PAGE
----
by Staff Writers
Paris (ESA) Jul 10, 2015
Telecom satellites are set to enter a new age, as ESA, Eutelsat and Airbus Defence and Space begin designing the most flexible payload ever. The Quantum programme is a departure from the traditional, custom, one-off approach to building satellites by offering a new and generic payload design. For the first time, it will enable users to request the performance and flexibility they need in terms of coverage, bandwidth, power and frequency.
The satellites developed under the Quantum umbrella will be cheaper and quicker to build compared to current methods by using generic subsystems and equipment, enabling larger-scale production and more efficient control of stock.
Quantum will also be able to completely transform in orbit. Once in space, the chameleon-like satellite can adapt to new commands in coverage, frequency band, power use and even change its orbital position. This will make it the first generation of universal satellites able to serve any region of the world and adjust to new business without the user needing to buy and launch an entirely new satellite.
This ability to mirror or complement another satellite anywhere in geostationary orbit will transform fleet management and result in a significantly more efficient use of resources.
Quantum is a public-private partnership (PPP) between ESA, leading satellite operator Eutelsat and Airbus Defence and Space (UK). The partnership ensures the three parties share risks and funds.
The first Quantum satellite will be delivered in 2018 and operated by Eutelsat to serve government, mobility and data markets. Airbus DS will be the prime contractor, using a new platform from Surrey Satellite Technology Limited (GB). Both developments are supported by the UK Space Agency.
Magali Vaissiere, ESA Director of Telecommunications and Integrated Applications, said: "The Quantum programme is another excellent PPP example. Industry benefits from a new type of satellite in a highly competitive and risk-averse market, the satellite operator benefits from the satellite's advanced features and the ESA Member States who invested in Quantum are ensured maximum return on their support through the development of their respective industries."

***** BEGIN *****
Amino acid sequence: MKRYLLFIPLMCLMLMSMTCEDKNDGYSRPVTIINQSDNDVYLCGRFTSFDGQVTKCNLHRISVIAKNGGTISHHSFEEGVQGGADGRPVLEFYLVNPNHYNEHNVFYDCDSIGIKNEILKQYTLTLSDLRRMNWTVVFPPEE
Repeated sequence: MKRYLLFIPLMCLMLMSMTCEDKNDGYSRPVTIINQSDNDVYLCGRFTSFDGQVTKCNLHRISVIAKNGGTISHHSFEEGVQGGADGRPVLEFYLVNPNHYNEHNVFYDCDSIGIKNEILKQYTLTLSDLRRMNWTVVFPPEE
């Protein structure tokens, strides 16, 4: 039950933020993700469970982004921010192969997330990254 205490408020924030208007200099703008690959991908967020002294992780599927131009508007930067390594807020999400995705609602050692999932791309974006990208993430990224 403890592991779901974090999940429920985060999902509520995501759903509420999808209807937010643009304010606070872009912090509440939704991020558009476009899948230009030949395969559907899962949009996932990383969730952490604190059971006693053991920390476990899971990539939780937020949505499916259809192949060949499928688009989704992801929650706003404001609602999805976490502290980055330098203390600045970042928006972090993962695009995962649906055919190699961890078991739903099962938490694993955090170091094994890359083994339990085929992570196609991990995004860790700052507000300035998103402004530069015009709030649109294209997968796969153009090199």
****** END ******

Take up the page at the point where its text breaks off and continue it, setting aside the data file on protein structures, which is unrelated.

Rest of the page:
Michel de Rosen, Chairman and CEO of Eutelsat, noted: "Eutelsat Quantum is the first of a new generation of satellite that has agility, adaptability, responsiveness and performance at its core. It is the culmination of many years of research and evaluation driven by Eutelsat and marks a new age of maturity for the commercial satellite business.
"We are proud to be spearheading this initiative in partnership with ESA and Airbus DS with the support of the UK Space Agency."
"Quantum is the first satellite that can be fully reconfigured in orbit," added Francois Auque, Head of Airbus DS Space Systems. "In other words, Eutelsat will be able to modify parameters such as frequencies, footprints and the distribution of the satellite's allocated power, even after its launch.
"With Quantum, Airbus DS delivers yet another innovation to Eutelsat, marking a breakthrough in the area of telecommunications satellites, after already delivering innovations in the area of electric propulsion on Eutelsat-172B and the provision of internet via satellite with Ka-Sat."
Jo Johnson, UK Minister for Universities and Science, Minister for Universities and Science Jo Johnson said: "Space is a great British success story and this partnership between Airbus Defence and Space and Eutelsat to build cutting-edge telecommunications satellites here in the UK is testament to that. Our investment in collaborative space science means the UK has the know-how and technical expertise to provide exciting and innovative space solutions that will drive growth and create jobs."
The signing of the PPP took place at the newly inaugurated Roy Gibson Building, the new home of the European Centre for Satellite Applications and Telecommunications (ECSAT), ESA's centre in the UK.
Telecommunications and Integrated Applications
Space Technology News - Applications and Research
|The content herein, unless otherwise known to be public domain, are Copyright 1995-2014 - Space Media Network. All websites are published in Australia and are solely subject to Australian law and governed by Fair Use principals for news reporting and research purposes. AFP, UPI and IANS news wire stories are copyright Agence France-Presse, United Press International and Indo-Asia News Service. ESA news reports are copyright European Space Agency. All NASA sourced material is public domain. Additional copyrights may apply in whole or part to other bona fide parties. Advertising does not imply endorsement, agreement or approval of any opinions, statements or information provided by Space Media Network on any Web page published or hosted by Space Media Network. Privacy Statement All images and articles appearing on Space Media Network have been edited or digitally altered in some way. Any requests to remove copyright material will be acted upon in a timely and appropriate manner. Any attempt to extort money from Space Media Network will be ignored and reported to Australian Law Enforcement Agencies as a potential case of financial fraud involving the use of a telephonic carriage device or postal service.|